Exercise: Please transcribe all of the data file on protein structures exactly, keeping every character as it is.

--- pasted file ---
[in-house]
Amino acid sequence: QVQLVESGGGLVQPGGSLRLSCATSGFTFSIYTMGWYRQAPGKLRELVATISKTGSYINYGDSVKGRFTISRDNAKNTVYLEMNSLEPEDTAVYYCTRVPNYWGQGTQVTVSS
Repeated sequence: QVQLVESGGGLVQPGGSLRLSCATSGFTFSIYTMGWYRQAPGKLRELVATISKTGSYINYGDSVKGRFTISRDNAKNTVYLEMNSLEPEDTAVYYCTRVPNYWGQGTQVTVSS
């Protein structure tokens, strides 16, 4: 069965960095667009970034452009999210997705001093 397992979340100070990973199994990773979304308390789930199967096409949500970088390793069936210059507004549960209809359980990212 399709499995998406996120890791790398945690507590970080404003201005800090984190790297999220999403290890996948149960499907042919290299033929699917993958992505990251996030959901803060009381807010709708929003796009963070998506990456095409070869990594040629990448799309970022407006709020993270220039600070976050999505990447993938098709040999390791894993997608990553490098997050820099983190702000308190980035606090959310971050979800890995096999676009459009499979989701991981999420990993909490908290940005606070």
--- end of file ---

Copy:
[in-house]
Amino acid sequence: QVQLVESGGGLVQPGGSLRLSCATSGFTFSIYTMGWYRQAPGKLRELVATISKTGSYINYGDSVKGRFTISRDNAKNTVYLEMNSLEPEDTAVYYCTRVPNYWGQGTQVTVSS
Repeated sequence: QVQLVESGGGLVQPGGSLRLSCATSGFTFSIYTMGWYRQAPGKLRELVATISKTGSYINYGDSVKGRFTISRDNAKNTVYLEMNSLEPEDTAVYYCTRVPNYWGQGTQVTVSS
């Protein structure tokens, strides 16, 4: 069965960095667009970034452009999210997705001093 397992979340100070990973199994990773979304308390789930199967096409949500970088390793069936210059507004549960209809359980990212 399709499995998406996120890791790398945690507590970080404003201005800090984190790297999220999403290890996948149960499907042919290299033929699917993958992505990251996030959901803060009381807010709708929003796009963070998506990456095409070869990594040629990448799309970022407006709020993270220039600070976050999505990447993938098709040999390791894993997608990553490098997050820099983190702000308190980035606090959310971050979800890995096999676009459009499979989701991981999420990993909490908290940005606070």